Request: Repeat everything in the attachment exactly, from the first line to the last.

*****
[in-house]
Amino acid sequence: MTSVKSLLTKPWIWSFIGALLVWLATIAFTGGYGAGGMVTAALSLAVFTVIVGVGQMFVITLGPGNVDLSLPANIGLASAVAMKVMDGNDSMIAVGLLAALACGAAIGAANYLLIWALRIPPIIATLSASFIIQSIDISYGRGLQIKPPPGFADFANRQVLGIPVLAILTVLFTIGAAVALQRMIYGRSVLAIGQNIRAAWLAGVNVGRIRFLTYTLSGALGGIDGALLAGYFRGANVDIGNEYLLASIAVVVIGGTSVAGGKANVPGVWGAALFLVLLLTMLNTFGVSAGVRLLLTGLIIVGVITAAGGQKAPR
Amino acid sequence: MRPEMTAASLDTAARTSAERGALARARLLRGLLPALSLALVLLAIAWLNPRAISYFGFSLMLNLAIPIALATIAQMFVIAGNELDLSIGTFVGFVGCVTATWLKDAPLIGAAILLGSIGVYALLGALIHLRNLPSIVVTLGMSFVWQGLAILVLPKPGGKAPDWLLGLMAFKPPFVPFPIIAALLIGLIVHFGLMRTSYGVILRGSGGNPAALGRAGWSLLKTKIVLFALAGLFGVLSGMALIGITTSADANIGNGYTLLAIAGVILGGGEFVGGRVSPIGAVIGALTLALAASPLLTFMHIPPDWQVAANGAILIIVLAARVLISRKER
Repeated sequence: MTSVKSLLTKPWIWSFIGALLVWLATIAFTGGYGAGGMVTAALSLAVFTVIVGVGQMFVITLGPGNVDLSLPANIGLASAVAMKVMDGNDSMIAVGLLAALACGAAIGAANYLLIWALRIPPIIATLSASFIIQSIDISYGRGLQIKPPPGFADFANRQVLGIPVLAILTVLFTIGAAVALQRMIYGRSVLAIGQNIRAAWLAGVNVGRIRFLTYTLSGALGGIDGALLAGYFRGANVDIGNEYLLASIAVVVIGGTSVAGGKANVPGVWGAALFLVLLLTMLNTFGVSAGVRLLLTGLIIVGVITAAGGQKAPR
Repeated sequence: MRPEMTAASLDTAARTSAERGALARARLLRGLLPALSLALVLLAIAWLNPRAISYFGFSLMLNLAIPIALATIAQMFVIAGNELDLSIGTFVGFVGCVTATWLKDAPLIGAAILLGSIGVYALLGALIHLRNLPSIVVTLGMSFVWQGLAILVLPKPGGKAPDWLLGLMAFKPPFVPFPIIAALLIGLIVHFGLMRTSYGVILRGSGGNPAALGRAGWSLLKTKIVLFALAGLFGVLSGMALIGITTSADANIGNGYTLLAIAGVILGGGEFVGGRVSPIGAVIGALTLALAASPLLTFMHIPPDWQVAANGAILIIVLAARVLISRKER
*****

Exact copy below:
[in-house]
Amino acid sequence: MTSVKSLLTKPWIWSFIGALLVWLATIAFTGGYGAGGMVTAALSLAVFTVIVGVGQMFVITLGPGNVDLSLPANIGLASAVAMKVMDGNDSMIAVGLLAALACGAAIGAANYLLIWALRIPPIIATLSASFIIQSIDISYGRGLQIKPPPGFADFANRQVLGIPVLAILTVLFTIGAAVALQRMIYGRSVLAIGQNIRAAWLAGVNVGRIRFLTYTLSGALGGIDGALLAGYFRGANVDIGNEYLLASIAVVVIGGTSVAGGKANVPGVWGAALFLVLLLTMLNTFGVSAGVRLLLTGLIIVGVITAAGGQKAPR
Amino acid sequence: MRPEMTAASLDTAARTSAERGALARARLLRGLLPALSLALVLLAIAWLNPRAISYFGFSLMLNLAIPIALATIAQMFVIAGNELDLSIGTFVGFVGCVTATWLKDAPLIGAAILLGSIGVYALLGALIHLRNLPSIVVTLGMSFVWQGLAILVLPKPGGKAPDWLLGLMAFKPPFVPFPIIAALLIGLIVHFGLMRTSYGVILRGSGGNPAALGRAGWSLLKTKIVLFALAGLFGVLSGMALIGITTSADANIGNGYTLLAIAGVILGGGEFVGGRVSPIGAVIGALTLALAASPLLTFMHIPPDWQVAANGAILIIVLAARVLISRKER
Repeated sequence: MTSVKSLLTKPWIWSFIGALLVWLATIAFTGGYGAGGMVTAALSLAVFTVIVGVGQMFVITLGPGNVDLSLPANIGLASAVAMKVMDGNDSMIAVGLLAALACGAAIGAANYLLIWALRIPPIIATLSASFIIQSIDISYGRGLQIKPPPGFADFANRQVLGIPVLAILTVLFTIGAAVALQRMIYGRSVLAIGQNIRAAWLAGVNVGRIRFLTYTLSGALGGIDGALLAGYFRGANVDIGNEYLLASIAVVVIGGTSVAGGKANVPGVWGAALFLVLLLTMLNTFGVSAGVRLLLTGLIIVGVITAAGGQKAPR
Repeated sequence: MRPEMTAASLDTAARTSAERGALARARLLRGLLPALSLALVLLAIAWLNPRAISYFGFSLMLNLAIPIALATIAQMFVIAGNELDLSIGTFVGFVGCVTATWLKDAPLIGAAILLGSIGVYALLGALIHLRNLPSIVVTLGMSFVWQGLAILVLPKPGGKAPDWLLGLMAFKPPFVPFPIIAALLIGLIVHFGLMRTSYGVILRGSGGNPAALGRAGWSLLKTKIVLFALAGLFGVLSGMALIGITTSADANIGNGYTLLAIAGVILGGGEFVGGRVSPIGAVIGALTLALAASPLLTFMHIPPDWQVAANGAILIIVLAARVLISRKER